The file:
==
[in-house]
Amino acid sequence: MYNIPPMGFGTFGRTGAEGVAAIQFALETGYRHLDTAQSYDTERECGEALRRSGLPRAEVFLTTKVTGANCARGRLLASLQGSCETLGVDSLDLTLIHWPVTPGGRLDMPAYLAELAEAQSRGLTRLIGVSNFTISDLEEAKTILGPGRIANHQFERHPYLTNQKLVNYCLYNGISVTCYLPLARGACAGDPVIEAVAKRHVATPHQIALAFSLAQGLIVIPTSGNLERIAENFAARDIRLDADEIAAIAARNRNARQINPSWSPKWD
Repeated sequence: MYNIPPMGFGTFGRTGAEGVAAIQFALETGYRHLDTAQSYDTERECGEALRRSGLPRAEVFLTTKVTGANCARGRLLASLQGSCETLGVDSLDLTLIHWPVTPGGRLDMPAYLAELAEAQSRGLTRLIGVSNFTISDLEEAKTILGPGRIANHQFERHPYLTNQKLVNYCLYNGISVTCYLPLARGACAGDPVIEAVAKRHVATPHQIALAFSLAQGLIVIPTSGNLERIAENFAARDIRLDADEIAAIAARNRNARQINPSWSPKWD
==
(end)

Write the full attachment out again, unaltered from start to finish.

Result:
[in-house]
Amino acid sequence: MYNIPPMGFGTFGRTGAEGVAAIQFALETGYRHLDTAQSYDTERECGEALRRSGLPRAEVFLTTKVTGANCARGRLLASLQGSCETLGVDSLDLTLIHWPVTPGGRLDMPAYLAELAEAQSRGLTRLIGVSNFTISDLEEAKTILGPGRIANHQFERHPYLTNQKLVNYCLYNGISVTCYLPLARGACAGDPVIEAVAKRHVATPHQIALAFSLAQGLIVIPTSGNLERIAENFAARDIRLDADEIAAIAARNRNARQINPSWSPKWD
Repeated sequence: MYNIPPMGFGTFGRTGAEGVAAIQFALETGYRHLDTAQSYDTERECGEALRRSGLPRAEVFLTTKVTGANCARGRLLASLQGSCETLGVDSLDLTLIHWPVTPGGRLDMPAYLAELAEAQSRGLTRLIGVSNFTISDLEEAKTILGPGRIANHQFERHPYLTNQKLVNYCLYNGISVTCYLPLARGACAGDPVIEAVAKRHVATPHQIALAFSLAQGLIVIPTSGNLERIAENFAARDIRLDADEIAAIAARNRNARQINPSWSPKWD